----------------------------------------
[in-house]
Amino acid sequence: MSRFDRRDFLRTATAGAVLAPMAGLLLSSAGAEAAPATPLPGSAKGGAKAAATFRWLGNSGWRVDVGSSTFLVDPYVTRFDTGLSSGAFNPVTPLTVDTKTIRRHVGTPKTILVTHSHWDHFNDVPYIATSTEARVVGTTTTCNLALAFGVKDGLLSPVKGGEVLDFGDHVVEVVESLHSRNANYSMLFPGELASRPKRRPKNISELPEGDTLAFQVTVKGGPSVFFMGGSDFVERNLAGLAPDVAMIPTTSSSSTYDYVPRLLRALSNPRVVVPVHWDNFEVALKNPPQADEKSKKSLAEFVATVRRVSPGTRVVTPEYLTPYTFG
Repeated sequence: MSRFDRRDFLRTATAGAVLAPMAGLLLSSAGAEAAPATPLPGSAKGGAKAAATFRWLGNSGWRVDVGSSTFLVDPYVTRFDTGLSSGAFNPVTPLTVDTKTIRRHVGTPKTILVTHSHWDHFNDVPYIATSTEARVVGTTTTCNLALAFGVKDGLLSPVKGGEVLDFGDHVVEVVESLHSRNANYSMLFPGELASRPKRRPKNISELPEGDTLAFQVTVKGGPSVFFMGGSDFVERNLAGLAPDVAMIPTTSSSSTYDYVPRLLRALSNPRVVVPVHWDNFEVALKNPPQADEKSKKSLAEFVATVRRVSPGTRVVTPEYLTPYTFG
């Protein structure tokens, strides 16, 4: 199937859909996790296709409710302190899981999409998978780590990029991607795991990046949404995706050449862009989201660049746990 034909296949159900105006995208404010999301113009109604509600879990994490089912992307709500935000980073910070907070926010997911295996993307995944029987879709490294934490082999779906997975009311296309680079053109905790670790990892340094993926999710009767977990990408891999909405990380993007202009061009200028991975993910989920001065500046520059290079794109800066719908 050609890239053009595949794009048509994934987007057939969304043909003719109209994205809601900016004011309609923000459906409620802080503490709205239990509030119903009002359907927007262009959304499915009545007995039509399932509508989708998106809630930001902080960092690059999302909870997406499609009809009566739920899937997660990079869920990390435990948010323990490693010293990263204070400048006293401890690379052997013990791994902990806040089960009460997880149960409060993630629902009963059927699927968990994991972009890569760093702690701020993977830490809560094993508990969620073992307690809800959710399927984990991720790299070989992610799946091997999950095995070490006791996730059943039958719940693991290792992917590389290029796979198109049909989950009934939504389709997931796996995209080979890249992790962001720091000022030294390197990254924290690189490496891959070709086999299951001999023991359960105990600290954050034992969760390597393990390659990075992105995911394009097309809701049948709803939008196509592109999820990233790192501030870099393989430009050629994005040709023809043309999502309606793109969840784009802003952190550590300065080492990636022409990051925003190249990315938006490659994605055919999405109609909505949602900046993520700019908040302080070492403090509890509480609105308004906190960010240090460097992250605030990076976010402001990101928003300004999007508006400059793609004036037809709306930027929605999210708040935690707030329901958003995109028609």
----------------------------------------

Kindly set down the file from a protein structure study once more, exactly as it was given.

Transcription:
[in-house]
Amino acid sequence: MSRFDRRDFLRTATAGAVLAPMAGLLLSSAGAEAAPATPLPGSAKGGAKAAATFRWLGNSGWRVDVGSSTFLVDPYVTRFDTGLSSGAFNPVTPLTVDTKTIRRHVGTPKTILVTHSHWDHFNDVPYIATSTEARVVGTTTTCNLALAFGVKDGLLSPVKGGEVLDFGDHVVEVVESLHSRNANYSMLFPGELASRPKRRPKNISELPEGDTLAFQVTVKGGPSVFFMGGSDFVERNLAGLAPDVAMIPTTSSSSTYDYVPRLLRALSNPRVVVPVHWDNFEVALKNPPQADEKSKKSLAEFVATVRRVSPGTRVVTPEYLTPYTFG
Repeated sequence: MSRFDRRDFLRTATAGAVLAPMAGLLLSSAGAEAAPATPLPGSAKGGAKAAATFRWLGNSGWRVDVGSSTFLVDPYVTRFDTGLSSGAFNPVTPLTVDTKTIRRHVGTPKTILVTHSHWDHFNDVPYIATSTEARVVGTTTTCNLALAFGVKDGLLSPVKGGEVLDFGDHVVEVVESLHSRNANYSMLFPGELASRPKRRPKNISELPEGDTLAFQVTVKGGPSVFFMGGSDFVERNLAGLAPDVAMIPTTSSSSTYDYVPRLLRALSNPRVVVPVHWDNFEVALKNPPQADEKSKKSLAEFVATVRRVSPGTRVVTPEYLTPYTFG
């Protein structure tokens, strides 16, 4: 199937859909996790296709409710302190899981999409998978780590990029991607795991990046949404995706050449862009989201660049746990 034909296949159900105006995208404010999301113009109604509600879990994490089912992307709500935000980073910070907070926010997911295996993307995944029987879709490294934490082999779906997975009311296309680079053109905790670790990892340094993926999710009767977990990408891999909405990380993007202009061009200028991975993910989920001065500046520059290079794109800066719908 050609890239053009595949794009048509994934987007057939969304043909003719109209994205809601900016004011309609923000459906409620802080503490709205239990509030119903009002359907927007262009959304499915009545007995039509399932509508989708998106809630930001902080960092690059999302909870997406499609009809009566739920899937997660990079869920990390435990948010323990490693010293990263204070400048006293401890690379052997013990791994902990806040089960009460997880149960409060993630629902009963059927699927968990994991972009890569760093702690701020993977830490809560094993508990969620073992307690809800959710399927984990991720790299070989992610799946091997999950095995070490006791996730059943039958719940693991290792992917590389290029796979198109049909989950009934939504389709997931796996995209080979890249992790962001720091000022030294390197990254924290690189490496891959070709086999299951001999023991359960105990600290954050034992969760390597393990390659990075992105995911394009097309809701049948709803939008196509592109999820990233790192501030870099393989430009050629994005040709023809043309999502309606793109969840784009802003952190550590300065080492990636022409990051925003190249990315938006490659994605055919999405109609909505949602900046993520700019908040302080070492403090509890509480609105308004906190960010240090460097992250605030990076976010402001990101928003300004999007508006400059793609004036037809709306930027929605999210708040935690707030329901958003995109028609």